In the VoIP (Voice over Internet Protocol) arena, there are some early entry companies that have a well established markets and grown their brands into the consumer consciousness. These companies face the same price-vs-quality challenges as the PSTN and Mobile operators and have modelled their marketing after the big PSTNs and mobile carriers. In the consumer marketplace there is a strong competitive pressure to offer lower pricing. This is often means lower quality of service.

Business or commercial service providers

When large enterprises build out their telephone systems it is still common for them to do so through the traditional PSTN telephone carriers. Gradually, that market is being encroached by B2B telephony providers. Regardless of the provider, there is a significant amount of hardware involved, from the desktop telephone sets, paging and security systems, to the telephone switching systems themselves, usually in the form of a physical PBX (private branch exchange) or similar on-site telephone equipment.

Boutique service providers

The boutique service providers are interesting for couple of reasons: First, they provide a level of customer service that the above "big three" can't match. This is one of the competitive advantages enjoyed by smaller companies that embrace "lean" and "agile" business practises. The second is that Internet telephony in general has grown up. Thanks in part to deregulation, these boutique service providers have access to the same infrastructure as the all of the larger organisations.

There is still a wide latitude in how they are differentiating themselves. Some are opting for the bundling model and some are opting for more customer choice. The problem with offering choice is that the largely non-technical customers still view telephony the same way their grandparent did—you pick up the phone, "dial" a number and talk to the other party. They understand basic features like "call waiting" and "three-way calling" but beyond that, they don't care to know what the more advanced features do.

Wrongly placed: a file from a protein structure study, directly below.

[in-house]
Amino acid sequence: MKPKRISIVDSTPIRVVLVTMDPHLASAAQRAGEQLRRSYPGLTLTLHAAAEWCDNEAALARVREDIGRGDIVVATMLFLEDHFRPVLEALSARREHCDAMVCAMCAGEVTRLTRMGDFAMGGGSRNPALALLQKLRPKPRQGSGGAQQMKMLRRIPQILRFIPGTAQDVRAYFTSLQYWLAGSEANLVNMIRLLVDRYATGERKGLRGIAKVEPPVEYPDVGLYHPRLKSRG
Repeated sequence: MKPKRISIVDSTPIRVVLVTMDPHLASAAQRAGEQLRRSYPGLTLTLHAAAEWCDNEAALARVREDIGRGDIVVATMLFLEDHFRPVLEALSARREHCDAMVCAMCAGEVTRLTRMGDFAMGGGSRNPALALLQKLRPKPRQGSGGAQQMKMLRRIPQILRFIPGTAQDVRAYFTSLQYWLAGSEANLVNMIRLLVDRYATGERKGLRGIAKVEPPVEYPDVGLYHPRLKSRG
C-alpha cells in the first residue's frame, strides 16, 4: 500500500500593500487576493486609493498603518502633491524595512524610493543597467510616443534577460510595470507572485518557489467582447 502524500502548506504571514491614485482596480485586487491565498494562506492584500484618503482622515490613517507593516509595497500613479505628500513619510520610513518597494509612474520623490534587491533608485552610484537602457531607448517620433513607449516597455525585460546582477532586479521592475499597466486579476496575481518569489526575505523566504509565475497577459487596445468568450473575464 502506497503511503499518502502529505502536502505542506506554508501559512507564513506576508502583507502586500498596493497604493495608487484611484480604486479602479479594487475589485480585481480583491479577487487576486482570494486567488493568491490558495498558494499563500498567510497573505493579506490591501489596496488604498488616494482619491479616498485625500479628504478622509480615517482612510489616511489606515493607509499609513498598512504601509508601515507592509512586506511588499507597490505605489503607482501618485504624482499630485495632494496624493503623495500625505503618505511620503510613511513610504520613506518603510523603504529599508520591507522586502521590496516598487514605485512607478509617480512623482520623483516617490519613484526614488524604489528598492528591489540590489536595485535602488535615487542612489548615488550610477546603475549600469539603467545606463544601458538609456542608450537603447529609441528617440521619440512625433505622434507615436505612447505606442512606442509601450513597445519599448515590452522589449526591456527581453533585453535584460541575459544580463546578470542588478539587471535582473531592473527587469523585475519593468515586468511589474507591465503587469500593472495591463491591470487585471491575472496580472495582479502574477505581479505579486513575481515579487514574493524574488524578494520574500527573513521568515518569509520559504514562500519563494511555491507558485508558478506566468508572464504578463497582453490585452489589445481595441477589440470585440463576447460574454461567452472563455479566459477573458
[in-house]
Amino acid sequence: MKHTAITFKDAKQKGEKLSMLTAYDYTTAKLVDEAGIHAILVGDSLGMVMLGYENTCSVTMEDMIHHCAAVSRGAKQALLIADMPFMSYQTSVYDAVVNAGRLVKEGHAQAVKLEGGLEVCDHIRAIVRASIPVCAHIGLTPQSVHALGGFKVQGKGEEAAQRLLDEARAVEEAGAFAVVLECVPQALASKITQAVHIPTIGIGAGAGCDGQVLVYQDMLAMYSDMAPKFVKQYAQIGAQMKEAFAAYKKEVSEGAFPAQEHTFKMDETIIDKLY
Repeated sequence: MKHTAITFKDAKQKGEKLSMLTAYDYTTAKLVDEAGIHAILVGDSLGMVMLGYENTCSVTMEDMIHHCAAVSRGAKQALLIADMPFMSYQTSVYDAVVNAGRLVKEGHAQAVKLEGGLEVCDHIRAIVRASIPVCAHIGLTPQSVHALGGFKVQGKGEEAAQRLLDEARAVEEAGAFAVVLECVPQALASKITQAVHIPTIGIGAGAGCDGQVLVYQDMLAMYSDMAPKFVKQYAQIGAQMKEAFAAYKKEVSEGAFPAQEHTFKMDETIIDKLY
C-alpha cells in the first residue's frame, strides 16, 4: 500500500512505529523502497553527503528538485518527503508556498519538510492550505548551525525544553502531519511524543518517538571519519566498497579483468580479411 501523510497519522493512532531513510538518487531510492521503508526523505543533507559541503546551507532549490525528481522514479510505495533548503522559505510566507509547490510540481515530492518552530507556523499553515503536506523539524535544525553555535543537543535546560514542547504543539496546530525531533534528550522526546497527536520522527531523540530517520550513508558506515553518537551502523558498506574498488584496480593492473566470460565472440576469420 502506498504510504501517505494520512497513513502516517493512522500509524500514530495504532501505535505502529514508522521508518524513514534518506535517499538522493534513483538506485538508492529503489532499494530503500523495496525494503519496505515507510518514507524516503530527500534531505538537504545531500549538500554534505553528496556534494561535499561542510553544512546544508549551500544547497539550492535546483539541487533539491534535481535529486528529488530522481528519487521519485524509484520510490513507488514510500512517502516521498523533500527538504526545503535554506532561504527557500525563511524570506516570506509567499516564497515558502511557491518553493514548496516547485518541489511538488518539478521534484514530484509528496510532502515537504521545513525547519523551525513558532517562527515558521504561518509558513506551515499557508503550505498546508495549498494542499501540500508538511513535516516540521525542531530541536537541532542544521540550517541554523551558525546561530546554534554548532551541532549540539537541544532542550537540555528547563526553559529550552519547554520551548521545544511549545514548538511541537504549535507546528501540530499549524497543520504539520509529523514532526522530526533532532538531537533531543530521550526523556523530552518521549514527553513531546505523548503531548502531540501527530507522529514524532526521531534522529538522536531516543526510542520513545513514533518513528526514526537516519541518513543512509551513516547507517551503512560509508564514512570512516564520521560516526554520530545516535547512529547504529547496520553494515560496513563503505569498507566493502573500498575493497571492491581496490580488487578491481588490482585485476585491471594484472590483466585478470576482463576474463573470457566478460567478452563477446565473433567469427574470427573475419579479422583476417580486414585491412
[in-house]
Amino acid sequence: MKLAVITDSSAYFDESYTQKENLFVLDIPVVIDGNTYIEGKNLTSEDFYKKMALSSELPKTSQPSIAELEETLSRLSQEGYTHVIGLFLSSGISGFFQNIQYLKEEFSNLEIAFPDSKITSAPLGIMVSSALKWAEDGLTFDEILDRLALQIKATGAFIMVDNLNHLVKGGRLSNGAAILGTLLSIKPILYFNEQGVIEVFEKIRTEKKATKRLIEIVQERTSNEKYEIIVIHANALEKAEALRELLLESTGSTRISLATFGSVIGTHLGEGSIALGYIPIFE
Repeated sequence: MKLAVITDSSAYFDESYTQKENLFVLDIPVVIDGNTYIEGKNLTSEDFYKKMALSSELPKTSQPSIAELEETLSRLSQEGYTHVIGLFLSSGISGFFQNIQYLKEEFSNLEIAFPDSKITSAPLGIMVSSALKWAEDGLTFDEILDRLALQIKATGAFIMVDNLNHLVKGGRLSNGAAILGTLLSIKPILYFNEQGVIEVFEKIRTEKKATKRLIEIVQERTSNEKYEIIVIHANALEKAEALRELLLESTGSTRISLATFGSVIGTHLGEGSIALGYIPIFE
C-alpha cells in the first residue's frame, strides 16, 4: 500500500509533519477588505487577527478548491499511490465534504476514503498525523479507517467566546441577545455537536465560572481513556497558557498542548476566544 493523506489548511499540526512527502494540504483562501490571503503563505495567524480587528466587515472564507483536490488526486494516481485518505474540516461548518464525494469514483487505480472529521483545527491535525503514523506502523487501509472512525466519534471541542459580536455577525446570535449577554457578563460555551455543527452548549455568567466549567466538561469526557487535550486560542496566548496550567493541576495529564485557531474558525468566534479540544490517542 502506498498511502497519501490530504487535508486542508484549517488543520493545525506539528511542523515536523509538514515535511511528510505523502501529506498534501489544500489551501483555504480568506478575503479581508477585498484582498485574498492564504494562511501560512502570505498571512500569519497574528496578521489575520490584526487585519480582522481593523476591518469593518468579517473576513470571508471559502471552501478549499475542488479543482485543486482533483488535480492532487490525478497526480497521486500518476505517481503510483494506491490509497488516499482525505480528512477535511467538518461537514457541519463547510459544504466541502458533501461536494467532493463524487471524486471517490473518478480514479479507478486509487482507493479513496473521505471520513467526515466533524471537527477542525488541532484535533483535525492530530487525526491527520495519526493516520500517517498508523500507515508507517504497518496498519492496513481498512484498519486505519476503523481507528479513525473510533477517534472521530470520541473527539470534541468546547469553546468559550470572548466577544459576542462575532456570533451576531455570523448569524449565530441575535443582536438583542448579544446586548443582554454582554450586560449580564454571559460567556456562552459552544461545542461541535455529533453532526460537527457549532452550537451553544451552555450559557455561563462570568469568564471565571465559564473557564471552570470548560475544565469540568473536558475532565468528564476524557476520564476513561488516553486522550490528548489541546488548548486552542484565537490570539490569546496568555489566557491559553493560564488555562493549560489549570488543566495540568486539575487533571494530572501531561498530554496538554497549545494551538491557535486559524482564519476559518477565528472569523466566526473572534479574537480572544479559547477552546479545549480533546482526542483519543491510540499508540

The challenge of the boutique service providers is educating the customer on the benefits of any feature that would enhance their business.

The Hardfocus Challenge

Before going into the Internet telephone business, we wanted to be able to meet the high standards our clients have grown to love for our Web Hosting and other Network Services. We've been watching the VoIP landscape evolve for the past 15 years waiting for the right moment to jump in. That moment has arrived.

We have made some policy decisions that affect our strategic market position:

  • We do not to offer "economy" call routing, opting instead for the slightly higher cost "carrier-grade" routing.
  • When there was a tradeoff between features and stability, we opted for stability.
  • We avoid the table d'hôte or prix fix model of creating feature bundles. Instead our services are à la carte, which means you can pick and choose the features or functionality you want. Charges are based on our real costs of providing the service, and not some illusionary one based on perceived value.. That does of course mean that we need to spend more time with the clients demonstrating to them how features translate into benefits for their organisations.

Ultimately, we feel that we have a good entry into the market with a stable, rock-solid product, excellent call quality as a fully managed service.